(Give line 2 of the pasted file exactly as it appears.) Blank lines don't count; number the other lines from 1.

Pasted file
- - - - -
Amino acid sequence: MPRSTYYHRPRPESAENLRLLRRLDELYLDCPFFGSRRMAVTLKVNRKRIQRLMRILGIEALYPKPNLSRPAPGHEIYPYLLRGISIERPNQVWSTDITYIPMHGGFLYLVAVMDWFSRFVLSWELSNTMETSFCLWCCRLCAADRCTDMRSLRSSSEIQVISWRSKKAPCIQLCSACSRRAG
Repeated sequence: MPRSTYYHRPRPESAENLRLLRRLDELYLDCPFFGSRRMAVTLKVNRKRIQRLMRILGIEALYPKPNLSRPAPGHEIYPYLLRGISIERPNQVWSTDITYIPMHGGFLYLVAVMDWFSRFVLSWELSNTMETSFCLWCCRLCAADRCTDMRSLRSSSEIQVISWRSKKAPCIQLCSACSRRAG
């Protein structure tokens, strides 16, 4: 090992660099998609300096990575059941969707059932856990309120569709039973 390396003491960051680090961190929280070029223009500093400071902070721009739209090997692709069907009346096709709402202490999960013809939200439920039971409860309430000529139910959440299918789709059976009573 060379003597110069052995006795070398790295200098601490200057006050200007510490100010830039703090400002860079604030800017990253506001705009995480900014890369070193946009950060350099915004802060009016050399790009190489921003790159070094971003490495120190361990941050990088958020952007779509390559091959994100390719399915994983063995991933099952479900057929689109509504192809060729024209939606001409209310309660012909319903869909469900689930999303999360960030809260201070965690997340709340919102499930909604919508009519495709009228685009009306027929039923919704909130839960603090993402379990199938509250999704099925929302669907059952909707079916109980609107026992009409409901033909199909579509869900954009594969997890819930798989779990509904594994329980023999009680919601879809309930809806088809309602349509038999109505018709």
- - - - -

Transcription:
Repeated sequence: MPRSTYYHRPRPESAENLRLLRRLDELYLDCPFFGSRRMAVTLKVNRKRIQRLMRILGIEALYPKPNLSRPAPGHEIYPYLLRGISIERPNQVWSTDITYIPMHGGFLYLVAVMDWFSRFVLSWELSNTMETSFCLWCCRLCAADRCTDMRSLRSSSEIQVISWRSKKAPCIQLCSACSRRAG